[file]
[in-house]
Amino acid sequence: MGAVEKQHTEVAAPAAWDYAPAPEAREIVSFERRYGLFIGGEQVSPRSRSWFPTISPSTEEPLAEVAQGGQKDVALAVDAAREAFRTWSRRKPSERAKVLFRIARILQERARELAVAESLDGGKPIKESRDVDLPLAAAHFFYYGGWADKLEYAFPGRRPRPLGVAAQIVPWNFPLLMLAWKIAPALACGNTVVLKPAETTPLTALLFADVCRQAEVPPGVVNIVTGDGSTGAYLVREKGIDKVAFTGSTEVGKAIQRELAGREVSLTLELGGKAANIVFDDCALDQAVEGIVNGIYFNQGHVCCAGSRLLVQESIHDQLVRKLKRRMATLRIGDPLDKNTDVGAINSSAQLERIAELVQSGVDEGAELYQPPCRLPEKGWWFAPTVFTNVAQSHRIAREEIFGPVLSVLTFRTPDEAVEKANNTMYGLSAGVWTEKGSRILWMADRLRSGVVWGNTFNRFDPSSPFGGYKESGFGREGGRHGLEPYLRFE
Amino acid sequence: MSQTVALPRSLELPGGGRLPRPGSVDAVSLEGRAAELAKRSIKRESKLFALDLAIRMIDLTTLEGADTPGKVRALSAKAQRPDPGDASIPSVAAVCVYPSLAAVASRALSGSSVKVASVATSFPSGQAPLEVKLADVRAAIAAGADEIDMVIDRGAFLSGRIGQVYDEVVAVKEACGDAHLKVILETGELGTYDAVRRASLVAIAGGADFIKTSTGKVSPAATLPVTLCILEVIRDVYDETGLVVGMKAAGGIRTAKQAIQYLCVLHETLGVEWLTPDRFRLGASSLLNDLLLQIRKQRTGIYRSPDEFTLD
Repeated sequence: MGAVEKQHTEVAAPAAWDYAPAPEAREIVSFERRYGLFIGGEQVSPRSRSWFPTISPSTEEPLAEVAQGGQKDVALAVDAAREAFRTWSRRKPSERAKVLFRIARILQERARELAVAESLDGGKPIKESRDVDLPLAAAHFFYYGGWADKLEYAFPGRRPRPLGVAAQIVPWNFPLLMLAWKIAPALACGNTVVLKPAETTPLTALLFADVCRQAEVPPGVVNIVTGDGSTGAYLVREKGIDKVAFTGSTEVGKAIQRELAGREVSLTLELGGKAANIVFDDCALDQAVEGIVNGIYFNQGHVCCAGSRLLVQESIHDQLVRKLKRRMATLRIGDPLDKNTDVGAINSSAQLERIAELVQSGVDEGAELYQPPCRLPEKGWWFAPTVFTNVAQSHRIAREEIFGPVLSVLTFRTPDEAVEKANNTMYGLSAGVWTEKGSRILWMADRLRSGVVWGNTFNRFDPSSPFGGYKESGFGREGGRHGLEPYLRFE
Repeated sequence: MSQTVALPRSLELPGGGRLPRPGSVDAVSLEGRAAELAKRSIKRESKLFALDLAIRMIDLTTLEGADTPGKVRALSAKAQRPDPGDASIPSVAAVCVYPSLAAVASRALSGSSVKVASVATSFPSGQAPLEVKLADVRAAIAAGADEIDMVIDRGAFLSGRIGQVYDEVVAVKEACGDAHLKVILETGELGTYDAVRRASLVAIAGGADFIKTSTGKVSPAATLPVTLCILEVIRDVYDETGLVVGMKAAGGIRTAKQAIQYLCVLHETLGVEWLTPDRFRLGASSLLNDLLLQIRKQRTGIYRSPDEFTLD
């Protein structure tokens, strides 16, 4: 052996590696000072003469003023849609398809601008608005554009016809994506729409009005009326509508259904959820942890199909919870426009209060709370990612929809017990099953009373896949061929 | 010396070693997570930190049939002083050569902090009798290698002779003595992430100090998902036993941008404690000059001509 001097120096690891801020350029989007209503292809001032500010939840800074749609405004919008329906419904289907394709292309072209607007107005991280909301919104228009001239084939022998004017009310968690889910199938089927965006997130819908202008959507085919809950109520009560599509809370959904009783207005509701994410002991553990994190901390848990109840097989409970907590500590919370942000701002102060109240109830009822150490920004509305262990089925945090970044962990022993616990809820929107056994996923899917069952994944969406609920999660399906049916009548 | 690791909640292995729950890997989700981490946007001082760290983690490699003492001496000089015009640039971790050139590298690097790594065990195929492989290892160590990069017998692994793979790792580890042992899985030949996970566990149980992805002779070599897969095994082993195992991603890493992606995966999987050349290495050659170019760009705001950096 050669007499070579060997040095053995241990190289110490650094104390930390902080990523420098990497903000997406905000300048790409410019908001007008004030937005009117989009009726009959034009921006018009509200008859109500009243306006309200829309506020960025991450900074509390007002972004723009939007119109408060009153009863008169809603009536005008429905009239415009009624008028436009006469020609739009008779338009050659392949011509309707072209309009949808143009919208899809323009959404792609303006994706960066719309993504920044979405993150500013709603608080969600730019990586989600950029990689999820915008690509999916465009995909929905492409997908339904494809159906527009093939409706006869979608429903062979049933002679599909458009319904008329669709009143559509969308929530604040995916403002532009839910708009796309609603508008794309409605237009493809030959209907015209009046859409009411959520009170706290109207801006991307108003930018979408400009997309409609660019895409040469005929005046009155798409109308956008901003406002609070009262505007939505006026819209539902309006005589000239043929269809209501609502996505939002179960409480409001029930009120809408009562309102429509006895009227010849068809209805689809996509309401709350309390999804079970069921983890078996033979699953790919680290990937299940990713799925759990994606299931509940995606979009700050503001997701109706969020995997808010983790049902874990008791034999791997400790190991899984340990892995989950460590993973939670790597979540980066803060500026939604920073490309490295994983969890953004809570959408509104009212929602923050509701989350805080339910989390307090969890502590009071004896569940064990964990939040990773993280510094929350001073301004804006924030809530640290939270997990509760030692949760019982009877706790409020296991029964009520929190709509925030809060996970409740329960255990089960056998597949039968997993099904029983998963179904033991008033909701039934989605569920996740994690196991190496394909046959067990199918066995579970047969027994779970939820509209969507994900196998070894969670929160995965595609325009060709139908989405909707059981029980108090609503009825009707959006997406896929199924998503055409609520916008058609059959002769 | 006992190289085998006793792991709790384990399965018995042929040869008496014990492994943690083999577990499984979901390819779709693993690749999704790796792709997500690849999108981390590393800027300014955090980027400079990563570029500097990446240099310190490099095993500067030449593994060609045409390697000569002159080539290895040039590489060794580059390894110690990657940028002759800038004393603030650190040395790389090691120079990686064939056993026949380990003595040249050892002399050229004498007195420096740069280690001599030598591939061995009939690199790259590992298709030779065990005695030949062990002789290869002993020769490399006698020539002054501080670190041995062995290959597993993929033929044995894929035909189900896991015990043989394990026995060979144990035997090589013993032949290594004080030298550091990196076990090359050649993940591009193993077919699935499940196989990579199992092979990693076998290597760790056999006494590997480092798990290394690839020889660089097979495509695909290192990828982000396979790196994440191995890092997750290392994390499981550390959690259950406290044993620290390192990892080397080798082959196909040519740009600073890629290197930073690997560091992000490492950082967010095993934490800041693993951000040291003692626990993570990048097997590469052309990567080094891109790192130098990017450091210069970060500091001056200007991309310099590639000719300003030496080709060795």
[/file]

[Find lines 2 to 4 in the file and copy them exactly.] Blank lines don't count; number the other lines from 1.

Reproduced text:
Amino acid sequence: MGAVEKQHTEVAAPAAWDYAPAPEAREIVSFERRYGLFIGGEQVSPRSRSWFPTISPSTEEPLAEVAQGGQKDVALAVDAAREAFRTWSRRKPSERAKVLFRIARILQERARELAVAESLDGGKPIKESRDVDLPLAAAHFFYYGGWADKLEYAFPGRRPRPLGVAAQIVPWNFPLLMLAWKIAPALACGNTVVLKPAETTPLTALLFADVCRQAEVPPGVVNIVTGDGSTGAYLVREKGIDKVAFTGSTEVGKAIQRELAGREVSLTLELGGKAANIVFDDCALDQAVEGIVNGIYFNQGHVCCAGSRLLVQESIHDQLVRKLKRRMATLRIGDPLDKNTDVGAINSSAQLERIAELVQSGVDEGAELYQPPCRLPEKGWWFAPTVFTNVAQSHRIAREEIFGPVLSVLTFRTPDEAVEKANNTMYGLSAGVWTEKGSRILWMADRLRSGVVWGNTFNRFDPSSPFGGYKESGFGREGGRHGLEPYLRFE
Amino acid sequence: MSQTVALPRSLELPGGGRLPRPGSVDAVSLEGRAAELAKRSIKRESKLFALDLAIRMIDLTTLEGADTPGKVRALSAKAQRPDPGDASIPSVAAVCVYPSLAAVASRALSGSSVKVASVATSFPSGQAPLEVKLADVRAAIAAGADEIDMVIDRGAFLSGRIGQVYDEVVAVKEACGDAHLKVILETGELGTYDAVRRASLVAIAGGADFIKTSTGKVSPAATLPVTLCILEVIRDVYDETGLVVGMKAAGGIRTAKQAIQYLCVLHETLGVEWLTPDRFRLGASSLLNDLLLQIRKQRTGIYRSPDEFTLD
Repeated sequence: MGAVEKQHTEVAAPAAWDYAPAPEAREIVSFERRYGLFIGGEQVSPRSRSWFPTISPSTEEPLAEVAQGGQKDVALAVDAAREAFRTWSRRKPSERAKVLFRIARILQERARELAVAESLDGGKPIKESRDVDLPLAAAHFFYYGGWADKLEYAFPGRRPRPLGVAAQIVPWNFPLLMLAWKIAPALACGNTVVLKPAETTPLTALLFADVCRQAEVPPGVVNIVTGDGSTGAYLVREKGIDKVAFTGSTEVGKAIQRELAGREVSLTLELGGKAANIVFDDCALDQAVEGIVNGIYFNQGHVCCAGSRLLVQESIHDQLVRKLKRRMATLRIGDPLDKNTDVGAINSSAQLERIAELVQSGVDEGAELYQPPCRLPEKGWWFAPTVFTNVAQSHRIAREEIFGPVLSVLTFRTPDEAVEKANNTMYGLSAGVWTEKGSRILWMADRLRSGVVWGNTFNRFDPSSPFGGYKESGFGREGGRHGLEPYLRFE